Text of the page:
in a grave silence. Then he began, choosing his words slowly and looking directly into Stewart's face: "That letter of yours in the Eagle this morning shocked me very much. I was in the boat that day—it's a good many years ago now—but I remember it if you do not, Stewart. And every one in this place who knows what Floyd Halket did for you that day thinks, as I do, that that letter of yours was a damned—caddish—performance. And I advise you to apologize and retract."
He thrust his chair back from the table and rose, leaving Stewart transfixed, speechless, flushed to the temples with the hot blood of anger and wounded pride. Dunbar was passing out of the dining-room door when Stewart, trailing a napkin in one hand, overtook him and seized him roughly by the arm.
"If—if you throw that day up in my face again!" he said passionately though in a low voice; his nostrils quivered and he spoke as if he had been running a long way instead of merely walking the length of the dining-room. "I've tried to square accounts—no one knows that better than Floyd. I'll have no criticism—I'll allow no reminder—of that thing. I'm answerable to my own conscience—to no one else. And let me tell you now—I will retract nothing."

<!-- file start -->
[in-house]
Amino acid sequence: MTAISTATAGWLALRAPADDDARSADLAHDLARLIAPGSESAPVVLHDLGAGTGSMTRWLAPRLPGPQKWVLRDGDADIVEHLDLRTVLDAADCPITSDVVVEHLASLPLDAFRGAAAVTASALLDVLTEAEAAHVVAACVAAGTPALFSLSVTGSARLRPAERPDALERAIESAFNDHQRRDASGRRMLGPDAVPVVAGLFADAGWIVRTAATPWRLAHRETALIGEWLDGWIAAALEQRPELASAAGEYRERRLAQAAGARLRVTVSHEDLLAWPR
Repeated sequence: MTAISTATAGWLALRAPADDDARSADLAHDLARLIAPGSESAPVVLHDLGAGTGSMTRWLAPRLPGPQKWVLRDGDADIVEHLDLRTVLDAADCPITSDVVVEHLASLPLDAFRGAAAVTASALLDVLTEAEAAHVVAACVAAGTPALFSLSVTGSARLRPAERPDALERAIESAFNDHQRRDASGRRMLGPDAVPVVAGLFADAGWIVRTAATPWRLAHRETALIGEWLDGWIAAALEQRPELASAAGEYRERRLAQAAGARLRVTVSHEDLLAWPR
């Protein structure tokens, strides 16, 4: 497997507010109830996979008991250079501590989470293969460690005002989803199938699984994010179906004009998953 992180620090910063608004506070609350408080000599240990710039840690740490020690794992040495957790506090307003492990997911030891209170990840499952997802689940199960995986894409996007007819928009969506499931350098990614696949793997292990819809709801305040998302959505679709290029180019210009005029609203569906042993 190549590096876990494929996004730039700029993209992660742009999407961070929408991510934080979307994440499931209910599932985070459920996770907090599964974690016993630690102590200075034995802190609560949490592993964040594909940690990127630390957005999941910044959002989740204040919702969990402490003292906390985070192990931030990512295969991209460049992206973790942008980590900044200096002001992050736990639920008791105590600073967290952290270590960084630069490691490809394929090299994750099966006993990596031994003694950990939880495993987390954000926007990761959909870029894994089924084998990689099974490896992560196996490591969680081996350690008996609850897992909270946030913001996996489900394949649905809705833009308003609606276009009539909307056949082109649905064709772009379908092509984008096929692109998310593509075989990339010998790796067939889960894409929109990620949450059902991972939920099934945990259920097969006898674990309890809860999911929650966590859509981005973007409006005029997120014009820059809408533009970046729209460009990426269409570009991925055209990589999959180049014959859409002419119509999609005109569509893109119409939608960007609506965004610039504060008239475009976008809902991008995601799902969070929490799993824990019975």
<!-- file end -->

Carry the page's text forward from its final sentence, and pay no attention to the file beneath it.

Dunbar looked at him and said in an unmoved voice,—
"If you do not retract, the impression will remain—that you are a cad."
"Then," said Stewart hotly, "I am done with those who share that impression—even though they are my wife's cousins."
He turned his back on Dunbar and walked slowly to his table. In his pride and anger he could disguise the fact, but he was hard hit; he had been called a cad, and as a cad he was being avoided now by members of his own club. It was too laughable—that these upstart parvenus should apply that term to him who came of as good blood as there was in America. What a guild of greed it